Investigators in Minnesota have found what may be a design flaw in the bridge that collapsed in that state resulting in the loss of lives. The flaw in the steel parts that connected girders raises safety concerns for other bridges around the country. As a result, the Federal Highway Administration has urged all states to take extra care with how much weight they place on bridges of any design when sending construction crews to work on them. Crews were doing work on the deck of the Interstate 35W bridge when it gave way. It should be noted that the National Transportation Safety Board’s investigation is months from completion. Investigators are working to confirm the design flaw in the so-called gusset plates. They are attempting to determine what, if any, role the plates had in the collapse of the bridge.
The investigators have indicated that they considered their preliminary findings to be a potentially crucial discovery and also a safety concern for other bridges. Gusset plates are used in the construction of many bridges, not just those with a similar design to the one in Minnesota. Since the collapse, the concern among investigators has focused on “fracture critical” bridges, which can collapse if even a single part fails. But thus far, neither the safety board nor the federal Department of Transportation has singled out any particular design of bridge in raising its new concerns about gusset plates and the weight of construction equipment. Concerns about the plates emerged from scrutiny of the vast design records related to the steel truss bridge. In
A friend of mine in the steel business told me that gusset plates are the steel connectors used to hold together the girders on the truss of a bridge. On the Minnesota bridge, completed in 1967, there would have been hundreds of them, according to Minnesota officials. Safety board investigators are “verifying the loads and stresses” on the plates as well as checking what they were made of and how strong they were. It has been reported that the use of these plates is common in bridges. It’s a way to attach several girders together.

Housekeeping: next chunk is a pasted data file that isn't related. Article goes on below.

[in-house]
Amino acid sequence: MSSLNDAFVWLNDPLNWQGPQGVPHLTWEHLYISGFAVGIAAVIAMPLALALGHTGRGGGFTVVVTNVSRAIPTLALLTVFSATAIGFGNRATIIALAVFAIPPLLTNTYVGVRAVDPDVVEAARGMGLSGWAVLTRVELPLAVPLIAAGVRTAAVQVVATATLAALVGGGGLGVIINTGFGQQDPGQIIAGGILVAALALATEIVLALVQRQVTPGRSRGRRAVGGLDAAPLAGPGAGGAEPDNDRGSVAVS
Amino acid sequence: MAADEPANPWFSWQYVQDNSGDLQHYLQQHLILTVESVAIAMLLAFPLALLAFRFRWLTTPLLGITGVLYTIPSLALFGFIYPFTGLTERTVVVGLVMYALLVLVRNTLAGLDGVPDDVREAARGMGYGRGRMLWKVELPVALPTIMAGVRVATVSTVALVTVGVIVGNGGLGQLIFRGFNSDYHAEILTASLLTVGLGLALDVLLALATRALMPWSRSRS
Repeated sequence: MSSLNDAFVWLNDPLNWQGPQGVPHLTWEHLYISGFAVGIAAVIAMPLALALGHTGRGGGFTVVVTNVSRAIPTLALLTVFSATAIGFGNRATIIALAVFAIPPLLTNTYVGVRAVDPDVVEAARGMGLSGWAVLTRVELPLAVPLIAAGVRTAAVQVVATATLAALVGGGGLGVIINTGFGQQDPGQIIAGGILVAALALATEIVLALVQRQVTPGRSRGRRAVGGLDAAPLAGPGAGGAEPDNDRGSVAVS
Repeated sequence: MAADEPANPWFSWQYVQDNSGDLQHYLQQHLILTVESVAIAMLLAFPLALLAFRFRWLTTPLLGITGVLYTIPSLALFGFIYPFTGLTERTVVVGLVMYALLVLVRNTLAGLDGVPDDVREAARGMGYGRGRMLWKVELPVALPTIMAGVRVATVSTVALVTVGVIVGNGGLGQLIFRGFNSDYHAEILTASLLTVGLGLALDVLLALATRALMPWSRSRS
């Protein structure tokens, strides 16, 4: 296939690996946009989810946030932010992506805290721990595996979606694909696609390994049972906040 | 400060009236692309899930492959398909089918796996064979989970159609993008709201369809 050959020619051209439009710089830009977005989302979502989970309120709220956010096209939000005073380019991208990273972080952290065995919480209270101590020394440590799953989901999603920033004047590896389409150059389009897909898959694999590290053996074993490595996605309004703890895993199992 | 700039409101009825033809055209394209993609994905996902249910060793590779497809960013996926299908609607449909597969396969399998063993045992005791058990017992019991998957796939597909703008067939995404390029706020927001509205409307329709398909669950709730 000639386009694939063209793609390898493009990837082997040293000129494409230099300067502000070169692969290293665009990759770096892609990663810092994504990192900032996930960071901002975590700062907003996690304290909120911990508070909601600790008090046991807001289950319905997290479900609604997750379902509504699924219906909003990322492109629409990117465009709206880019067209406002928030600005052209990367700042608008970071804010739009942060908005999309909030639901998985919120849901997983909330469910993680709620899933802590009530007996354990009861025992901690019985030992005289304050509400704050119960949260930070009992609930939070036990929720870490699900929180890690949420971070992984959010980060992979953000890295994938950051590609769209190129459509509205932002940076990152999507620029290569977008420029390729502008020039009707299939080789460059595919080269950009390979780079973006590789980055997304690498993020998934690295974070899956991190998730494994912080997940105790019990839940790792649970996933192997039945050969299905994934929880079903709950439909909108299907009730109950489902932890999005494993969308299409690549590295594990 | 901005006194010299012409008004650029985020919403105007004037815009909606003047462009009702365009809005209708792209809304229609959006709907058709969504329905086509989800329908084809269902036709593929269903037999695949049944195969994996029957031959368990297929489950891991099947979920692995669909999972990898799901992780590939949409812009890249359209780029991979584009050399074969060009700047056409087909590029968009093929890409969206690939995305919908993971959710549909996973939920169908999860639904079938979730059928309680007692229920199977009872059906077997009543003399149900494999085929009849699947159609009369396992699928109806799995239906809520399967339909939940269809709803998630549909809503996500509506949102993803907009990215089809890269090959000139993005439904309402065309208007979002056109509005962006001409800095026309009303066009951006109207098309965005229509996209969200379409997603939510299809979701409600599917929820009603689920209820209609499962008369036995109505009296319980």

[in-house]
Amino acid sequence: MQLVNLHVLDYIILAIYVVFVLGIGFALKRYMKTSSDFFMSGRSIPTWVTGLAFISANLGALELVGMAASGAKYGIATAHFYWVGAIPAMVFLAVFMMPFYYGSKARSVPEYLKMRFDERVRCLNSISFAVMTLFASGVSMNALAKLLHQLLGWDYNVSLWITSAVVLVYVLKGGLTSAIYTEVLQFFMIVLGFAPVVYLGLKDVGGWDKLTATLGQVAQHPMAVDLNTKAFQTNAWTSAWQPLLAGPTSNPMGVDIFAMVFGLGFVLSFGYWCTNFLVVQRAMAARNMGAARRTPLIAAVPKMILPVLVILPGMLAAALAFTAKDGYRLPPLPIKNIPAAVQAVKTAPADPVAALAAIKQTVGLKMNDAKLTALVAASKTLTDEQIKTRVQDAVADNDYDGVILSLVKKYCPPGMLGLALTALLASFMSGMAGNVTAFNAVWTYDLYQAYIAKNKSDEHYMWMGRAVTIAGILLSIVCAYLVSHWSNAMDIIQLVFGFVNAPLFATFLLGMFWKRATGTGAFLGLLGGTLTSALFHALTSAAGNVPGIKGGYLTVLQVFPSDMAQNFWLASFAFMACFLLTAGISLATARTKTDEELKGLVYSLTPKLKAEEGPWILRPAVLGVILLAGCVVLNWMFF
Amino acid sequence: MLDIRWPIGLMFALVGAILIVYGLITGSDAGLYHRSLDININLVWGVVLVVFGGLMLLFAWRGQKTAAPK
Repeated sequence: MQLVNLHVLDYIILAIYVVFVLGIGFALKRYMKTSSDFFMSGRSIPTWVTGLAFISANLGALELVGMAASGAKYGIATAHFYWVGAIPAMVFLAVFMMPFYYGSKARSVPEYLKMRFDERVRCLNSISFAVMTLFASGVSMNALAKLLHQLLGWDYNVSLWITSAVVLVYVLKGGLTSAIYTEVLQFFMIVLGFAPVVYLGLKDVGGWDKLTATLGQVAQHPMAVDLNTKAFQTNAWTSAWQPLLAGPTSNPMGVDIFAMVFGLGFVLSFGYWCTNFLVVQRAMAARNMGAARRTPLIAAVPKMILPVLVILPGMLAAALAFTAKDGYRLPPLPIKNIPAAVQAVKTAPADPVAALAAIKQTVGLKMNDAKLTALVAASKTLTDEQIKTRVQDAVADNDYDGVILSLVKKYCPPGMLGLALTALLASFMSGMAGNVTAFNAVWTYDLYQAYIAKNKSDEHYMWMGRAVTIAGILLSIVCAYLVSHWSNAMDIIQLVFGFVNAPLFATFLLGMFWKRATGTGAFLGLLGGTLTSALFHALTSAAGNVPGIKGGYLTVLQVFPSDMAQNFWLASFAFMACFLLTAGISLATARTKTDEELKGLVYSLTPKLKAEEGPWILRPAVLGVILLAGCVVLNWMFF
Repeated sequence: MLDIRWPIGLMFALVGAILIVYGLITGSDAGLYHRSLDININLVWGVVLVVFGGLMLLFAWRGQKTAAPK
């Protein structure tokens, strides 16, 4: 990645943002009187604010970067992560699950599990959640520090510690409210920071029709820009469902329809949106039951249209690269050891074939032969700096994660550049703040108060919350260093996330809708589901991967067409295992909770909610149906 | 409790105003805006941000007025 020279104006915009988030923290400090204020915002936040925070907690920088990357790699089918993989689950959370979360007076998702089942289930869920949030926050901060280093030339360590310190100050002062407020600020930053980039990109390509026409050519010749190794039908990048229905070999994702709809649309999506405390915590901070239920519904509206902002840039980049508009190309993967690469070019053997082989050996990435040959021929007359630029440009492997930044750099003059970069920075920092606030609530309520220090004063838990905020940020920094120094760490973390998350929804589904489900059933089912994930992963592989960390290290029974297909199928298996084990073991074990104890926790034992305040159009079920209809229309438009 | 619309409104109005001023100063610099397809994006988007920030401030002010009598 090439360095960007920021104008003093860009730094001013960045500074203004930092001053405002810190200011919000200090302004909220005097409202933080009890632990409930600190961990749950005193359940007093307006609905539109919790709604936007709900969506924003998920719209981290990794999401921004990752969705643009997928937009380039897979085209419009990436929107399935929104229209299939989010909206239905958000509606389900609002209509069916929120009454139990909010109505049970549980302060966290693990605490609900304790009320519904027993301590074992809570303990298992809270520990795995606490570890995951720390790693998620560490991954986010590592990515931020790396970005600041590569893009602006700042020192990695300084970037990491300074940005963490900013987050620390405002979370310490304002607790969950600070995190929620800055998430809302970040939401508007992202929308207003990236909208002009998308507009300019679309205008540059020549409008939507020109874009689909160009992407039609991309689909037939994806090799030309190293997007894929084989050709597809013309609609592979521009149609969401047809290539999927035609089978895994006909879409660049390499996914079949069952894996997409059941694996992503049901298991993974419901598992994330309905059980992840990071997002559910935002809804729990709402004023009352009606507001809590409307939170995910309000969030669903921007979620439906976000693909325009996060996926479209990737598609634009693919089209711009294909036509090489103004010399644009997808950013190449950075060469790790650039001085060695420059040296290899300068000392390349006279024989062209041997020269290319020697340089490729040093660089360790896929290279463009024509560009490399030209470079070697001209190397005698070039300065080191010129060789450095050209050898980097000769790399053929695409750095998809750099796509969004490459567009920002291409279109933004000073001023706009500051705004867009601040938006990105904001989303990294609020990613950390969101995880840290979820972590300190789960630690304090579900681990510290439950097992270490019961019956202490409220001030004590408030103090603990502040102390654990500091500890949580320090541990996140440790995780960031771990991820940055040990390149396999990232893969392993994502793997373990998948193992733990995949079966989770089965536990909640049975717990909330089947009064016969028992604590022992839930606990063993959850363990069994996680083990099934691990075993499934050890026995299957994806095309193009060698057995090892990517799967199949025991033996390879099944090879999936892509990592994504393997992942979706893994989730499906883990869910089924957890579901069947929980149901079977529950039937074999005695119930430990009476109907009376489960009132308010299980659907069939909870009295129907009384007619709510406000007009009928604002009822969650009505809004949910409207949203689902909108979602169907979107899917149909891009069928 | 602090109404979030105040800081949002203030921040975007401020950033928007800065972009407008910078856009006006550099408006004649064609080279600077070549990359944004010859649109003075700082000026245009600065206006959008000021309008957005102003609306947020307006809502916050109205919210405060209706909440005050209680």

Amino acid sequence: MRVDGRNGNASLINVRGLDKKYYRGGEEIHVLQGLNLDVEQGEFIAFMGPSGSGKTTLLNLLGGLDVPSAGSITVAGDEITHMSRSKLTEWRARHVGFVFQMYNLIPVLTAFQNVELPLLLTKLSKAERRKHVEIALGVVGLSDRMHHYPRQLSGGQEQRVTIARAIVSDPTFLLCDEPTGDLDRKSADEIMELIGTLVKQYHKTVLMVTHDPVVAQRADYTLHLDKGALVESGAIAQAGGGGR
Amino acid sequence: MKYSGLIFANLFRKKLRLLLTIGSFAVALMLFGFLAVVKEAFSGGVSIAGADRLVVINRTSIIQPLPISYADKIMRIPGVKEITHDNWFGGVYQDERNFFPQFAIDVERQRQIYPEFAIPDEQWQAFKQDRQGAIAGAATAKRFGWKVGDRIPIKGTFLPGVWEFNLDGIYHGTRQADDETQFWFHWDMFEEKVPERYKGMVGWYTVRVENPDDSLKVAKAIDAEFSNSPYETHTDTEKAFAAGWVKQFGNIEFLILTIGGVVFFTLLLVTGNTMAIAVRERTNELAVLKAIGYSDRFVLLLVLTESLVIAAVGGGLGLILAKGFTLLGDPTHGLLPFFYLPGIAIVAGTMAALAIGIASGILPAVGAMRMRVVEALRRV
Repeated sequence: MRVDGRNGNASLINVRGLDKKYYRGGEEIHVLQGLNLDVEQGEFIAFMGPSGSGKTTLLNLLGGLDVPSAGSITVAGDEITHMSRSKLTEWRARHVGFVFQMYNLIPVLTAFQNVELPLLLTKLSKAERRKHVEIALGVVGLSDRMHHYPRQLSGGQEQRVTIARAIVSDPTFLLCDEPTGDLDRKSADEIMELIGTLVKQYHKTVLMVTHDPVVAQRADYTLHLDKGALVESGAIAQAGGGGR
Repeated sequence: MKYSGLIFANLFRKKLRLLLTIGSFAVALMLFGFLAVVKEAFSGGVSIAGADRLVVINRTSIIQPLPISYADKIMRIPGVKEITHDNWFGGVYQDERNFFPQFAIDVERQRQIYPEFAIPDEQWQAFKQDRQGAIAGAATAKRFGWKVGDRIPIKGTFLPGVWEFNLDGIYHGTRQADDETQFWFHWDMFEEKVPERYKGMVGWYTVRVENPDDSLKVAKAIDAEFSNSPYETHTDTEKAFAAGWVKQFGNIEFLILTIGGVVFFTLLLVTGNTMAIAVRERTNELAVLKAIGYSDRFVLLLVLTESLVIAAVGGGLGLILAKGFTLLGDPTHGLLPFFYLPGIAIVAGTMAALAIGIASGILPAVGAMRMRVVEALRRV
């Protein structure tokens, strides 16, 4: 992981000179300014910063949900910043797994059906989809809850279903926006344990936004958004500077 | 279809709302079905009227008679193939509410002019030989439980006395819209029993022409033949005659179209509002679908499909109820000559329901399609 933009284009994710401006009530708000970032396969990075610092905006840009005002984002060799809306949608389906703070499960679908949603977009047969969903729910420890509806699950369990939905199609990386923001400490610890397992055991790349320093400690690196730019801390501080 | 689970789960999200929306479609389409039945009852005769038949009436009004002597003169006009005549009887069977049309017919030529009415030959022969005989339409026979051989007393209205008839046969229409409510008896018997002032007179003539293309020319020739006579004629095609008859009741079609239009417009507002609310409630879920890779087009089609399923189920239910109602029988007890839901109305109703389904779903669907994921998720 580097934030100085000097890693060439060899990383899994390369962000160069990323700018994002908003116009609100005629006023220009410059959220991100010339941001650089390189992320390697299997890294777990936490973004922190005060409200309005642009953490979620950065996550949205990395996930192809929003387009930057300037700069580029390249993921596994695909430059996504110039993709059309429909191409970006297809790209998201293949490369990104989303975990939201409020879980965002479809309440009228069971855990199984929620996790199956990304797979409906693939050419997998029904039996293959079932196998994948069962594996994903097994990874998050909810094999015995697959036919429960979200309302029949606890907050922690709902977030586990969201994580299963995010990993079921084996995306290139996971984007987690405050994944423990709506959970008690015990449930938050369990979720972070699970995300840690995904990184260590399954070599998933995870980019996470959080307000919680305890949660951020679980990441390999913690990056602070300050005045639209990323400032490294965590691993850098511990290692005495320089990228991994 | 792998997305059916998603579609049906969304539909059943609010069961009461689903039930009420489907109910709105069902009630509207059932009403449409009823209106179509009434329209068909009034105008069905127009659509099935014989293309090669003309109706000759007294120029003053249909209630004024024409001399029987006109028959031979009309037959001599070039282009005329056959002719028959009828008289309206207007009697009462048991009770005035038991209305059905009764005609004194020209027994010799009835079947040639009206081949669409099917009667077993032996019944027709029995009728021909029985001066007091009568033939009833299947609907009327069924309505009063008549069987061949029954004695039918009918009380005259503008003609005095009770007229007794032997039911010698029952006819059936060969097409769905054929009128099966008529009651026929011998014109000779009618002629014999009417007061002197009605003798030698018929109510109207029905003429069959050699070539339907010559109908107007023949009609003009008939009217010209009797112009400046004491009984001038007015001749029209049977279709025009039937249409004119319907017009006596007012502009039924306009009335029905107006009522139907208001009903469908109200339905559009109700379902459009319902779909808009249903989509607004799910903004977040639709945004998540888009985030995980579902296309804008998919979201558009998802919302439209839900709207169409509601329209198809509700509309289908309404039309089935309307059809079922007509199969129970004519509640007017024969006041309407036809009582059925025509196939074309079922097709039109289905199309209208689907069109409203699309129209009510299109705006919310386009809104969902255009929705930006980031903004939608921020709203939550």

I understand that a consultant, hired by the State of Minnesota in the days after the collapse to conduct an investigation of what had gone wrong, discovered the potential flaw. According to Federal authorities, one added stress on the gusset plates may have been the weight of construction equipment and nearly 100 tons of gravel on the bridge, where maintenance work was proceeding when the collapse occurred. A construction crew had removed part of the deck with 45-pound jackhammers, in preparation for replacing the two-inch top layer, and that may also have altered the stresses on the bridge, according to experts. It will take a great deal of more hard work to determine exactly what caused the bridge to collapse. The tragedy has certainly been a wakeup call for governmental officials across the country.
Sources: New York Times and Associated Press
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